Luckily there is a library for SD cards which works with the PICO no-OS-FatFS-SD-SPI-RPi-Pico https://github.com/carlk3/no-OS-FatFS-SD-SPI-RPi-Pico
Working through the example was straight forward and gives a great way to test your SD card connections and if required, format a fat32 SD card.
The connections to the SD card are simple, 4 wires and power.
PICO or bust
At this point there is no way we can test the code on a RPI, so we need to dive into the PICO.
Compiling the code to the PICO without IDE support was surprisingly straightforward. All that was required was to replace the TX/RX STDIO calls with a call to the PICO UART. Unfortunately there was no easy non-blocking call to the receive queue using the USB serial. So initially the input/output was all via the hardware serial port.
I tackled the SD card next, making a simple bit of code to read a 64K rom image from the CD card directly into the ROM array, so I could remove the horrible compiled C ROM. The ROM images came directly from the RC2014 Factory ROM images on Git hub.
Buttons and switches
To make the ROM selection easier I added three switches to emulate the RC2014 A13, A14, & A15 ROM select jumpers, This meant I could easily switch between ROM starting addresses when loading from a rom image.
As I was adding switches, I decided to add a few buttons. which give me a Z80 reset and a dump RAM initially as a hex dump to the terminal, and latterly as a .bin file into the CD card for debugging.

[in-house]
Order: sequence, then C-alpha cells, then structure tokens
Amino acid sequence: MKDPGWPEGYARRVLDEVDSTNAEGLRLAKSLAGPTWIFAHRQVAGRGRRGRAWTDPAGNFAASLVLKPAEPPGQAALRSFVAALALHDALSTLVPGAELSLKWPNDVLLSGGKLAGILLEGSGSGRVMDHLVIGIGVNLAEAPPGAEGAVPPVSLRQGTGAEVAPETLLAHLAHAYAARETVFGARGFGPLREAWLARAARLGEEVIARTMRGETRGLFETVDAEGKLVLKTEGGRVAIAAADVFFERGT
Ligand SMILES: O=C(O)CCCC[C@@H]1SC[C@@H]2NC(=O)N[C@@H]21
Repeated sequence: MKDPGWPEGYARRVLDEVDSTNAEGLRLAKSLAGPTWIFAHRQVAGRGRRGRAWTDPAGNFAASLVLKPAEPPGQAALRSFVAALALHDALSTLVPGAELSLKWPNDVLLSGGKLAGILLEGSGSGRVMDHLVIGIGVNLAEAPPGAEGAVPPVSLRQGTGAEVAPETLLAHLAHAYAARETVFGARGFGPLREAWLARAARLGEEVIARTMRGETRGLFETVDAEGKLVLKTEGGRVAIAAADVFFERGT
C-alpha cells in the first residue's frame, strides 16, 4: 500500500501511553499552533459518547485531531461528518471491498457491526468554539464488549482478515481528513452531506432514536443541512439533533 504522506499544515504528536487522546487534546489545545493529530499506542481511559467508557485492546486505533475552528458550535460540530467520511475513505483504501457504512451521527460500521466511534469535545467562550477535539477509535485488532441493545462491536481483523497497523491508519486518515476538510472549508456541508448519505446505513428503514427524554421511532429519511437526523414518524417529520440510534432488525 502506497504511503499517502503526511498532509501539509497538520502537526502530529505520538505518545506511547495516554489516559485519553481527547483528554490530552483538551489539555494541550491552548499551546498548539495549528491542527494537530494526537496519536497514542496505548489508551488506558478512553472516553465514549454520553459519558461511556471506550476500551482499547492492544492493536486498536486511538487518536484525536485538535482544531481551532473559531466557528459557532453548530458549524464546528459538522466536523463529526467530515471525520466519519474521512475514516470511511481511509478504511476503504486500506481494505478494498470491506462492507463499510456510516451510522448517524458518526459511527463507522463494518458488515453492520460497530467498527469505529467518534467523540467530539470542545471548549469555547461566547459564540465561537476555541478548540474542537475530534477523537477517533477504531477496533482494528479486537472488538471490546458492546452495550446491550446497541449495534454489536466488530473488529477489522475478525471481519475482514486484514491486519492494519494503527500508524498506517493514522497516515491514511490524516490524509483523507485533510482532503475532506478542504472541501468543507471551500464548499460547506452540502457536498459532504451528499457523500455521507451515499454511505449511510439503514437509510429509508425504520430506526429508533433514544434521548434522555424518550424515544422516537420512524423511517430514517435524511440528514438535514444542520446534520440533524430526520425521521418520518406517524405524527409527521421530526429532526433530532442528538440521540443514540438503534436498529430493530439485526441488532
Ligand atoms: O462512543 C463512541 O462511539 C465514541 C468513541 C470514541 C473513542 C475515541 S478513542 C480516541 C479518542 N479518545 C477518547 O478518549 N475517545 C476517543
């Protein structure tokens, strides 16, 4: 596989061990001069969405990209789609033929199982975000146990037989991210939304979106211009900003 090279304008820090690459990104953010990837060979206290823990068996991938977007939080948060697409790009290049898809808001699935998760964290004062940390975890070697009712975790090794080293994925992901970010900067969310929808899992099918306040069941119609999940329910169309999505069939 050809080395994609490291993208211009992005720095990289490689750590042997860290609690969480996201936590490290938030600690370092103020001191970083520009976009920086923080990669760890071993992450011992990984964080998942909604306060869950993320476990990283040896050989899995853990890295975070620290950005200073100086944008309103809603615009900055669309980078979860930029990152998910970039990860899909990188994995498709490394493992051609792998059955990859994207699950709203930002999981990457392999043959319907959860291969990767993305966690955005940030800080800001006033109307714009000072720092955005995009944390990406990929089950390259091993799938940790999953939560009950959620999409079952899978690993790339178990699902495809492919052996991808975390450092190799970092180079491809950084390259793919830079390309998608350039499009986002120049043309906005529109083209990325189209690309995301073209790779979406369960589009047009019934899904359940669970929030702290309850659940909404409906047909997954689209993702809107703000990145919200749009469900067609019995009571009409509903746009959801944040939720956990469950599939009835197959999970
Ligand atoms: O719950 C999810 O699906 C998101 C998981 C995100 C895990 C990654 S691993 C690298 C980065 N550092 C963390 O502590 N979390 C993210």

To allow for a switch-less operation for the switches / buttons to work you need to ground GPIO 22, otherwise the RC2040 will run with switch-less defaults( currently CPM ROM and USB serial)
I changed the IDE library to use the FatFS-SD-SPI-RPi-Pico file system and pointed it to load the .cf image from the card.
After A LOT of playing around with the differences in read/write and seek, plus RAM/ROM switching and serial problems. It finally loaded 🙂
I also found that if I disabled the RAM/ROM switching on a emulated z80 reset (from the button), I could warm boot into CPM, bonus…
More Serial fun
Eventually I sorted the problems with the blocking USB serial by writing an interrupt driven routine that fills its own circular buffer, so now (from a switch) you can select which serial port you prefer.
If you don’t need the switches/ buttons, you can run it without, using a Pimoroni Tiny 2040 using the USB serial, making the smallest z80 CPM machine, ever (unless you know different?)
Make your own
All of the files to emulate a Z80 with IDE on SD are available via git hub https://github.com/ExtremeElectronics/RC2040
Unfortunately I haven’t quite solved the Serial issues yet. The serial interface(s) will only take characters as a really slow rate. If you are going to cut/paste code into the RC2040 you will need to add in a 40mS (or longer delay) into your terminal program.
Serial issues are much improved. If added a block to the RX char circular buffer code that will only allow char RX, if the ACIA isn’t currently in an interrupt and added a fake interrupt to drive the USB RX circular buffer in the same way as the UART RX
Added SIO support and some bodges to delay the emulated interrupts to allow serial as fast as the Z80 emulation can cope with.
Using Terra term I can now drop files onto the RC2040 with only a 1ms TX delay.